TERRESTRIAL TRANSCENDENCE

July 29, 2015
by
4 mins read

Born in 1998 as a humble little solo act with a haunting, cavernous sound, Louisville, Kentucky’s My Morning Jacket have expanded exponentially in the years since. The band’s first three reverb-drenched albums, The Tennessee Fire,At Dawn, and It Still Moves, are revered as psychedelic Southern rock classics. 2005’s Z and 2008’s Evil Urges careened in funk, reggae, glam, and R&B directions. 2011’s Circuital crested towering space-rock heights. And 2015’s Waterfall is MMJ’s most mature work yet — still full of epic art-rock elegance but also lyrically grounded more than ever before in the pitfalls of everyday life.

Surprisingly, My Morning Jacket’s consistently excellent discography doesn’t do justice to their outsize reputation on stage. Widely hailed as one of the most powerful live rock bands in existence, they routinely sell out multi-night stands in major markets. They’re notorious for playing four-hour marathon sets at major festivals like Bonnaroo. They even self-curate their own weeklong musical getaway in Mexico.

One thing that hasn’t changed during My Morning Jacket’s long, strange trip to indie superstardom is the band’s accessibility. Even as frontman Jim James has morphed into a bona fide musical celebrity, his voice still beckons as one of the sweetest concoctions available for consumption today. And as they’ve grown, any borders cordoning off their fan base have mostly dissolved. Case in point: I don’t know a single old-school MMJ fan who wasn’t dying to hear Waterfall when it came out in May — or who hesitated to plunk down $45 to see them on Aug. 1, when they return to the St. Augustine Amphitheatre.

And we’ve got reason to be excited. “[Waterfall] has been the most friendly album to our live show that we’ve ever made,” drummer Patrick Hallahan tells Folio Weekly. “There’s a grace period between recording an album and learning how to play the new songs on stage, which is a different setting that calls for different emotions. But I think we rehearsed [Waterfall] for three days. Everything fit right in to our current setlist rotation. This album just wanted to be played live.”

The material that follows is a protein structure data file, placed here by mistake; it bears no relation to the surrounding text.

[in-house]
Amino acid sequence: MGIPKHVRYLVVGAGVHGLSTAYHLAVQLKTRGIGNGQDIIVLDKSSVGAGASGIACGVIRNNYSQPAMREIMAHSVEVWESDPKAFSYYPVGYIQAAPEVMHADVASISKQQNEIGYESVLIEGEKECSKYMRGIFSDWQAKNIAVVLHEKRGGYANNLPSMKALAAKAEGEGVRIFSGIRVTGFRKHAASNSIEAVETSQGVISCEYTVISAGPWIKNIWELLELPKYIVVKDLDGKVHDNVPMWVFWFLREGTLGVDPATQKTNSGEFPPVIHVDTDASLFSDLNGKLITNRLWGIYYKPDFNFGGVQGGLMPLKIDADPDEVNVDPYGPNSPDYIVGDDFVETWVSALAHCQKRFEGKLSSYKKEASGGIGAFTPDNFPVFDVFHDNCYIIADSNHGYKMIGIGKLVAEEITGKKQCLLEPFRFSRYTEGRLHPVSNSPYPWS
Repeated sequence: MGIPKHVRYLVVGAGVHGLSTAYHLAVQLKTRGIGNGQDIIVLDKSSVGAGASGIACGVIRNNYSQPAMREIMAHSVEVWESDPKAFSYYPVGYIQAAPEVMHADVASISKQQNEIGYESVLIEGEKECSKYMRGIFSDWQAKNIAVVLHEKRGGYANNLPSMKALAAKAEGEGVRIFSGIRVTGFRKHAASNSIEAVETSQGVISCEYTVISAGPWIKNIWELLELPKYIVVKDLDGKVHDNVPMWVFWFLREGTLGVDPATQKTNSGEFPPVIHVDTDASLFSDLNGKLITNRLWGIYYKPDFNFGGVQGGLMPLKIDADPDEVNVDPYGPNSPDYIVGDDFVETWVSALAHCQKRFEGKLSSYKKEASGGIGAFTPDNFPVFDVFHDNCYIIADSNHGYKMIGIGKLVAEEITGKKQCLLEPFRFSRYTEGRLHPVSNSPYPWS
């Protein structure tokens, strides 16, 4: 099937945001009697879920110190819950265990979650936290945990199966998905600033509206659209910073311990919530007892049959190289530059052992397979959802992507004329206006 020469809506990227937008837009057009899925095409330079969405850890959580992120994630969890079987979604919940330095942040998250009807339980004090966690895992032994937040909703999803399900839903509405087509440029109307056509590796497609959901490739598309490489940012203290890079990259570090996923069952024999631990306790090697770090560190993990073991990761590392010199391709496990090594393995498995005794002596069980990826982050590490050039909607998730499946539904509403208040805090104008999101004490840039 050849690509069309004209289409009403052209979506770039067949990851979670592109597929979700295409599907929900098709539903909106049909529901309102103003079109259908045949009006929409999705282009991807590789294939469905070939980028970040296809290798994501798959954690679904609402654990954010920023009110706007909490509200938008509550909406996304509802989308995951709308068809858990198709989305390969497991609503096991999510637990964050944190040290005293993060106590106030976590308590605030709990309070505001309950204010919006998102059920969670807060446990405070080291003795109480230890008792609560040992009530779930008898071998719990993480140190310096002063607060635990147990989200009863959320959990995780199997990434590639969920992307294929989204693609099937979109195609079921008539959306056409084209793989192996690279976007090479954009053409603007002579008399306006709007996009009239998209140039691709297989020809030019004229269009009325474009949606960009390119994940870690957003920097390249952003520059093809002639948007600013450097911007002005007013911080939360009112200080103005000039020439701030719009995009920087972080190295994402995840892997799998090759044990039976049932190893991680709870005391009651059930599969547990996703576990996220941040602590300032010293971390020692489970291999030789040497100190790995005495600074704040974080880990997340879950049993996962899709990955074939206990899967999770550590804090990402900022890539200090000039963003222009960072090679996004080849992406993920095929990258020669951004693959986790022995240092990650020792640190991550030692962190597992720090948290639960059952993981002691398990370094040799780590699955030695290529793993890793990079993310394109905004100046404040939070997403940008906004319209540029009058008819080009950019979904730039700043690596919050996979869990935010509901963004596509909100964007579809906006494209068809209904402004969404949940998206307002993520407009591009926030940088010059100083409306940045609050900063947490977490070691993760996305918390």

Which is not to say that Waterfall doesn’t mark another impressive evolution for My Morning Jacket. In pre-press, frontman Jim James talked at length about the broken body and broken heart he brought to the recording sessions. Although he’s famous for his wide-eyed optimism — Pitchfork.com accurately described him as routinely “feeling wonderful about a wonderful higher power for giving wonderful men the most wonderful voices” — James explores darker personal feelings on “Get the Point” (“And then I realized all the time I was wasting/Trying to mend a broken situation”) and “Compound Fracture” (“If we ain’t careful as to where we step/Paradise calling or untimely death”).

But Hallahan emphasizes that Waterfall still came together organically — and without any serious thematic planning. “Jim always sets the tone for the songwriting process, but on this album, his demos were very loose. We had no idea what we were going to make — seriously, no idea. We brought all of our equipment and didn’t use half of it. Just used the tools we’ve developed over 15 years of working together to write the album in one big group session — and very much in the moment.”

The recording environment — a studio perched high above the Pacific Ocean in rural Stinson Beach, California — contributed immensely, too. Although Waterfall’s production value is elegantly lush, it also exudes the kind of corporeal physicality that was so evident on My Morning Jacket’s early works, many of which were recording in a Kentucky grain silo. “We don’t like distractions when we’re recording,” Hallahan says. “We really like to remove ourselves from society, and Stinson Beach was perfect for that. Every day, we’d hike 45 minutes on the beach and then 15 minutes up this incredible hill to the studio. Then we’d walk home at night and have a whole different experience. That stuff seeps into the art.”

Harnessing hippie mysticism — that helps to explain the emotion embedded deep into My Morning Jacket’s music. But words can’t quite describe the feeling of their live show, when the stratospheric strains of set-opening crowd favorites like “Mahgeetah” and “Wordless Chorus” unfurl. Hallahan chalks up such transcendence partially to the band’s chemistry; after several early shuffles, the lineup of James, Hallahan, Tommy Blankenship, Carl Broemel, and Bo Koster has been steady since 2004. “We just try and have fun on stage,” Hallahan says, deflecting questions about such onstage magnetism. “Whatever happens, happens. If we’re not having fun, nobody’s going to have fun.”

The good news for First Coast music fans is that My Morning Jacket has more fun than usual in the Oldest City. “Like all Kentuckians, I grew up vacationing in Florida, and St. Augustine was always one of our first stops,” Hallahan says. “I’ve always had a love affair with that town. There’s a certain charm that comes with age. And the last time we played there, we had the next day off, so we all went to the Mill Top after our show and had the greatest night ever.”

 

Folio is your guide to entertainment and culture around and near Jacksonville, Florida. We cover events, concerts, restaurants, theatre, sports, art, happenings, and all things about living and visiting Jax. Folio serves more than two million readers across Jacksonville and Northeast Florida, including St. Augustine, The Beaches, and Fernandina.

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